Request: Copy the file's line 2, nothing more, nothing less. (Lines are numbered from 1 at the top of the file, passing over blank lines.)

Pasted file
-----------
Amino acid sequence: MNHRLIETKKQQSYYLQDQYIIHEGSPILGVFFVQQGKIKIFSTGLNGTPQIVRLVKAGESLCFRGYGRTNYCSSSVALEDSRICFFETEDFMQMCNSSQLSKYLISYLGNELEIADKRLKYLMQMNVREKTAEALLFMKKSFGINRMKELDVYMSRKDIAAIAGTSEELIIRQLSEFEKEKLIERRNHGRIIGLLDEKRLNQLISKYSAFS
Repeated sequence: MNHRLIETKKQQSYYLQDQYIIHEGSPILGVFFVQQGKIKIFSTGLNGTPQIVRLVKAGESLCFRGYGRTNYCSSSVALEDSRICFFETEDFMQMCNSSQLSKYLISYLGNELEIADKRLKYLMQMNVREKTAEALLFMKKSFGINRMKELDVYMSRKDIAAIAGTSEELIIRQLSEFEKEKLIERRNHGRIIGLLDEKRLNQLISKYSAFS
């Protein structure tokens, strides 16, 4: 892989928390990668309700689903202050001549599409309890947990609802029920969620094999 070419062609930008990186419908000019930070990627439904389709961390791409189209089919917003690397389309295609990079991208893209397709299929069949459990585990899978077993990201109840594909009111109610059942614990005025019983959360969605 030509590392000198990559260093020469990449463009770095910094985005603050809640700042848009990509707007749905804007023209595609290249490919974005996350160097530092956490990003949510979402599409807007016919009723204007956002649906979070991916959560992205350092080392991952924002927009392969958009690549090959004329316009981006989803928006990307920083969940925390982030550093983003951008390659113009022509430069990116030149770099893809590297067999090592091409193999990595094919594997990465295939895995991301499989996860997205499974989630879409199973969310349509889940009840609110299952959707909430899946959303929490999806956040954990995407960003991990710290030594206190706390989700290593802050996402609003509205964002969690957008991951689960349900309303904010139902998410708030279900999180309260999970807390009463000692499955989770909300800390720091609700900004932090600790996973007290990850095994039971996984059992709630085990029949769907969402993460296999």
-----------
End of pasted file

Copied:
Repeated sequence: MNHRLIETKKQQSYYLQDQYIIHEGSPILGVFFVQQGKIKIFSTGLNGTPQIVRLVKAGESLCFRGYGRTNYCSSSVALEDSRICFFETEDFMQMCNSSQLSKYLISYLGNELEIADKRLKYLMQMNVREKTAEALLFMKKSFGINRMKELDVYMSRKDIAAIAGTSEELIIRQLSEFEKEKLIERRNHGRIIGLLDEKRLNQLISKYSAFS